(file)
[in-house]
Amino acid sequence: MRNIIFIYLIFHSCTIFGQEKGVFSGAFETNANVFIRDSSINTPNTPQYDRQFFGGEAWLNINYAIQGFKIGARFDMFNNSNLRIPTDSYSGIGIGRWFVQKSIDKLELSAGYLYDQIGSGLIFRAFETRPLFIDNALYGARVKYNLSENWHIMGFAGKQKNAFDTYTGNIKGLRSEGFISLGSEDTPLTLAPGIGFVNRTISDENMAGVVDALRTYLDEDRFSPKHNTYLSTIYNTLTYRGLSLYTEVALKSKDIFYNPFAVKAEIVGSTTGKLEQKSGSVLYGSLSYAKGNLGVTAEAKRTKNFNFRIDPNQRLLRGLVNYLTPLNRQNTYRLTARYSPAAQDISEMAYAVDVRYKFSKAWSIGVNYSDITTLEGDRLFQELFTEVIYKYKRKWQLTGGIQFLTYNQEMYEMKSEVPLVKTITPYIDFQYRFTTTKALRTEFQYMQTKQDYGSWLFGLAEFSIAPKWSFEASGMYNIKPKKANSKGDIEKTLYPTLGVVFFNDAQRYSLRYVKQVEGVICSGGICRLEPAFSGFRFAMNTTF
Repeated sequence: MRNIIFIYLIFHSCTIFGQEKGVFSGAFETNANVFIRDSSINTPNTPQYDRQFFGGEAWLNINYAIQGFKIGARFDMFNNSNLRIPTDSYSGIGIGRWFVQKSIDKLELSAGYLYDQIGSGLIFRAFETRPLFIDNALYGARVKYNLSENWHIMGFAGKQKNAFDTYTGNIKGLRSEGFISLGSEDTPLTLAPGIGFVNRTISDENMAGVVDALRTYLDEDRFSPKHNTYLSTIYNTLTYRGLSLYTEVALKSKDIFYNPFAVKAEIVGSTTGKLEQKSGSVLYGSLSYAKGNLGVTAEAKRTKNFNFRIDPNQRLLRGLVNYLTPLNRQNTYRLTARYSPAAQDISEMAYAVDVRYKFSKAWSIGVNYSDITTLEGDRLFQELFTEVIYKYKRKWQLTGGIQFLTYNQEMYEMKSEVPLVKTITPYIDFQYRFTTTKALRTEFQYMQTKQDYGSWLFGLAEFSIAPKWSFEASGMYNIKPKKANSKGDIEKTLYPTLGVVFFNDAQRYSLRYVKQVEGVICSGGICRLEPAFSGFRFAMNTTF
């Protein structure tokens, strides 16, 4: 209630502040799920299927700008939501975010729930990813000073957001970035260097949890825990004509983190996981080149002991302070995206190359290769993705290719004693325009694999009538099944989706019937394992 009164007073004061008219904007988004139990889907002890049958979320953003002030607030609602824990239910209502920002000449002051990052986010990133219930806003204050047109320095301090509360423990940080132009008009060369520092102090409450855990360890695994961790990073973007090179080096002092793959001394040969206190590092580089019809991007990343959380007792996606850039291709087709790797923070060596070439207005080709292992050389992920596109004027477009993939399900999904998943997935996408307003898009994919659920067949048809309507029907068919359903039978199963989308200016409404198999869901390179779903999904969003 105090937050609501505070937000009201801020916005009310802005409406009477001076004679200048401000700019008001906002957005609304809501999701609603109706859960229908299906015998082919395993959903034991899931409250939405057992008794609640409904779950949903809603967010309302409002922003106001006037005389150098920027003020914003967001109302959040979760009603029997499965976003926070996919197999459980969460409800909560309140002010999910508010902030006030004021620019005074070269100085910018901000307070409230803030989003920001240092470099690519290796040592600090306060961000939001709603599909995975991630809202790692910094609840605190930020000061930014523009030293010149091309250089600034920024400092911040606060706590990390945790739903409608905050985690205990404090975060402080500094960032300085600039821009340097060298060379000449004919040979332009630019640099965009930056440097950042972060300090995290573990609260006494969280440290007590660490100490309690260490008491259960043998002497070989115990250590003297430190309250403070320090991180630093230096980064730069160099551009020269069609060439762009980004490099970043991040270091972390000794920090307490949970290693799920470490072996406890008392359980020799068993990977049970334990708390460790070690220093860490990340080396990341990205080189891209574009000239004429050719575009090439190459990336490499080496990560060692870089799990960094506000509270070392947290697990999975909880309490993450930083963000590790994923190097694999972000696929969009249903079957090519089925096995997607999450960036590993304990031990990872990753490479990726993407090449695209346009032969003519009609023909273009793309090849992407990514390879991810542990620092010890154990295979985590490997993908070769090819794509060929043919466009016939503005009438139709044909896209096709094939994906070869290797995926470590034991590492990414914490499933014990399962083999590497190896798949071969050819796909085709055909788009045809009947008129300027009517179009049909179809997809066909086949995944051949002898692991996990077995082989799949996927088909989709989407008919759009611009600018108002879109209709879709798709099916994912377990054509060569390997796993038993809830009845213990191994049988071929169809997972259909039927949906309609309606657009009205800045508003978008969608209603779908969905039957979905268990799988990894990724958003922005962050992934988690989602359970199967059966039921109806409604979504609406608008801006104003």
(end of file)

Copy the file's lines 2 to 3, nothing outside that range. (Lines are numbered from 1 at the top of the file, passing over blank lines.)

Amino acid sequence: MRNIIFIYLIFHSCTIFGQEKGVFSGAFETNANVFIRDSSINTPNTPQYDRQFFGGEAWLNINYAIQGFKIGARFDMFNNSNLRIPTDSYSGIGIGRWFVQKSIDKLELSAGYLYDQIGSGLIFRAFETRPLFIDNALYGARVKYNLSENWHIMGFAGKQKNAFDTYTGNIKGLRSEGFISLGSEDTPLTLAPGIGFVNRTISDENMAGVVDALRTYLDEDRFSPKHNTYLSTIYNTLTYRGLSLYTEVALKSKDIFYNPFAVKAEIVGSTTGKLEQKSGSVLYGSLSYAKGNLGVTAEAKRTKNFNFRIDPNQRLLRGLVNYLTPLNRQNTYRLTARYSPAAQDISEMAYAVDVRYKFSKAWSIGVNYSDITTLEGDRLFQELFTEVIYKYKRKWQLTGGIQFLTYNQEMYEMKSEVPLVKTITPYIDFQYRFTTTKALRTEFQYMQTKQDYGSWLFGLAEFSIAPKWSFEASGMYNIKPKKANSKGDIEKTLYPTLGVVFFNDAQRYSLRYVKQVEGVICSGGICRLEPAFSGFRFAMNTTF
Repeated sequence: MRNIIFIYLIFHSCTIFGQEKGVFSGAFETNANVFIRDSSINTPNTPQYDRQFFGGEAWLNINYAIQGFKIGARFDMFNNSNLRIPTDSYSGIGIGRWFVQKSIDKLELSAGYLYDQIGSGLIFRAFETRPLFIDNALYGARVKYNLSENWHIMGFAGKQKNAFDTYTGNIKGLRSEGFISLGSEDTPLTLAPGIGFVNRTISDENMAGVVDALRTYLDEDRFSPKHNTYLSTIYNTLTYRGLSLYTEVALKSKDIFYNPFAVKAEIVGSTTGKLEQKSGSVLYGSLSYAKGNLGVTAEAKRTKNFNFRIDPNQRLLRGLVNYLTPLNRQNTYRLTARYSPAAQDISEMAYAVDVRYKFSKAWSIGVNYSDITTLEGDRLFQELFTEVIYKYKRKWQLTGGIQFLTYNQEMYEMKSEVPLVKTITPYIDFQYRFTTTKALRTEFQYMQTKQDYGSWLFGLAEFSIAPKWSFEASGMYNIKPKKANSKGDIEKTLYPTLGVVFFNDAQRYSLRYVKQVEGVICSGGICRLEPAFSGFRFAMNTTF